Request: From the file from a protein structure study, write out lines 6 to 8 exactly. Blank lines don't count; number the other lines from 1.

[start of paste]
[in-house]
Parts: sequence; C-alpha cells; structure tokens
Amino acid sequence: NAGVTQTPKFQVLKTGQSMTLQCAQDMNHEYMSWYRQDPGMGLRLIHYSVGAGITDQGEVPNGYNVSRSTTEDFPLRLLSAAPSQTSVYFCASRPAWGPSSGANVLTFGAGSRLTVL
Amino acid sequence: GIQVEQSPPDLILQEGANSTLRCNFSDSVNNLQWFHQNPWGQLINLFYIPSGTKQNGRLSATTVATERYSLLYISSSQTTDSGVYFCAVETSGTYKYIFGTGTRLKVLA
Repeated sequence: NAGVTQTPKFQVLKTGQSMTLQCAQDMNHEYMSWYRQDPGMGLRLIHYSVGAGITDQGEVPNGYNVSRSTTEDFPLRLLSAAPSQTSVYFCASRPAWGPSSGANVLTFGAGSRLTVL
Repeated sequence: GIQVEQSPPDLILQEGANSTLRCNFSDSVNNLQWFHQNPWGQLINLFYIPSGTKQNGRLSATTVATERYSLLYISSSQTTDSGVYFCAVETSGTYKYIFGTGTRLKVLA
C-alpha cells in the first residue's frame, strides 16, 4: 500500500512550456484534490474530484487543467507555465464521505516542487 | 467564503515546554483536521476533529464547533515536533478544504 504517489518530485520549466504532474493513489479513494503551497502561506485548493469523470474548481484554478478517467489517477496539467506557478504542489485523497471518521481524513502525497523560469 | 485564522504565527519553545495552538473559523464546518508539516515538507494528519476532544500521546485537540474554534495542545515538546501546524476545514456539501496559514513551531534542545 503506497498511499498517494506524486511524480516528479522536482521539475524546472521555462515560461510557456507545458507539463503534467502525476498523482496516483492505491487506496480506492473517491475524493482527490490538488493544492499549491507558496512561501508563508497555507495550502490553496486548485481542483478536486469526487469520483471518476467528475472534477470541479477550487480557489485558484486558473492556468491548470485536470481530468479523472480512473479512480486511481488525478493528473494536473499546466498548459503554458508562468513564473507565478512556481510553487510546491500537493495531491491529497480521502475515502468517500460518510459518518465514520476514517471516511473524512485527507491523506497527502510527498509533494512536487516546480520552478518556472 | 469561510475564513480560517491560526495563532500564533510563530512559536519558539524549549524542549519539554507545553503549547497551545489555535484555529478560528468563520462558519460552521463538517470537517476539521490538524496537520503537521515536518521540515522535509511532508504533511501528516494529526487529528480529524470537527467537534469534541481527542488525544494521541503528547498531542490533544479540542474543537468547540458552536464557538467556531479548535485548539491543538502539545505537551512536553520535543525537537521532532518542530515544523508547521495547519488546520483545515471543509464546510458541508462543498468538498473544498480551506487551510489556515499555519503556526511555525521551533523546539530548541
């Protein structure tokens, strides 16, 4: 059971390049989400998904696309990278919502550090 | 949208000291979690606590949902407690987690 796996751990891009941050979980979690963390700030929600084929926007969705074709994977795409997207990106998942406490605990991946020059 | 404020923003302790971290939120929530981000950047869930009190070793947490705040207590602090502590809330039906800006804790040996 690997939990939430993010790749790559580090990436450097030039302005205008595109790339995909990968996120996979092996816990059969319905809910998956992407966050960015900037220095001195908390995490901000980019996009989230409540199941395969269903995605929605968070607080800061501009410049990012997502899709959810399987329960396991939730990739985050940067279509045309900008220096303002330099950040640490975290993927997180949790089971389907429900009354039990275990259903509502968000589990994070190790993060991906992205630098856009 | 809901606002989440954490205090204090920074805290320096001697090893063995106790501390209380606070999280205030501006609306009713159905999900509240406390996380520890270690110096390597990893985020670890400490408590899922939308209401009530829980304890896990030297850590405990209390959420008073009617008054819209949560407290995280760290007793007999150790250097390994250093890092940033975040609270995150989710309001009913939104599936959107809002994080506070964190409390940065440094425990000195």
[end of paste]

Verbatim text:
Repeated sequence: GIQVEQSPPDLILQEGANSTLRCNFSDSVNNLQWFHQNPWGQLINLFYIPSGTKQNGRLSATTVATERYSLLYISSSQTTDSGVYFCAVETSGTYKYIFGTGTRLKVLA
C-alpha cells in the first residue's frame, strides 16, 4: 500500500512550456484534490474530484487543467507555465464521505516542487 | 467564503515546554483536521476533529464547533515536533478544504 504517489518530485520549466504532474493513489479513494503551497502561506485548493469523470474548481484554478478517467489517477496539467506557478504542489485523497471518521481524513502525497523560469 | 485564522504565527519553545495552538473559523464546518508539516515538507494528519476532544500521546485537540474554534495542545515538546501546524476545514456539501496559514513551531534542545 503506497498511499498517494506524486511524480516528479522536482521539475524546472521555462515560461510557456507545458507539463503534467502525476498523482496516483492505491487506496480506492473517491475524493482527490490538488493544492499549491507558496512561501508563508497555507495550502490553496486548485481542483478536486469526487469520483471518476467528475472534477470541479477550487480557489485558484486558473492556468491548470485536470481530468479523472480512473479512480486511481488525478493528473494536473499546466498548459503554458508562468513564473507565478512556481510553487510546491500537493495531491491529497480521502475515502468517500460518510459518518465514520476514517471516511473524512485527507491523506497527502510527498509533494512536487516546480520552478518556472 | 469561510475564513480560517491560526495563532500564533510563530512559536519558539524549549524542549519539554507545553503549547497551545489555535484555529478560528468563520462558519460552521463538517470537517476539521490538524496537520503537521515536518521540515522535509511532508504533511501528516494529526487529528480529524470537527467537534469534541481527542488525544494521541503528547498531542490533544479540542474543537468547540458552536464557538467556531479548535485548539491543538502539545505537551512536553520535543525537537521532532518542530515544523508547521495547519488546520483545515471543509464546510458541508462543498468538498473544498480551506487551510489556515499555519503556526511555525521551533523546539530548541
């Protein structure tokens, strides 16, 4: 059971390049989400998904696309990278919502550090 | 949208000291979690606590949902407690987690 796996751990891009941050979980979690963390700030929600084929926007969705074709994977795409997207990106998942406490605990991946020059 | 404020923003302790971290939120929530981000950047869930009190070793947490705040207590602090502590809330039906800006804790040996 690997939990939430993010790749790559580090990436450097030039302005205008595109790339995909990968996120996979092996816990059969319905809910998956992407966050960015900037220095001195908390995490901000980019996009989230409540199941395969269903995605929605968070607080800061501009410049990012997502899709959810399987329960396991939730990739985050940067279509045309900008220096303002330099950040640490975290993927997180949790089971389907429900009354039990275990259903509502968000589990994070190790993060991906992205630098856009 | 809901606002989440954490205090204090920074805290320096001697090893063995106790501390209380606070999280205030501006609306009713159905999900509240406390996380520890270690110096390597990893985020670890400490408590899922939308209401009530829980304890896990030297850590405990209390959420008073009617008054819209949560407290995280760290007793007999150790250097390994250093890092940033975040609270995150989710309001009913939104599936959107809002994080506070964190409390940065440094425990000195």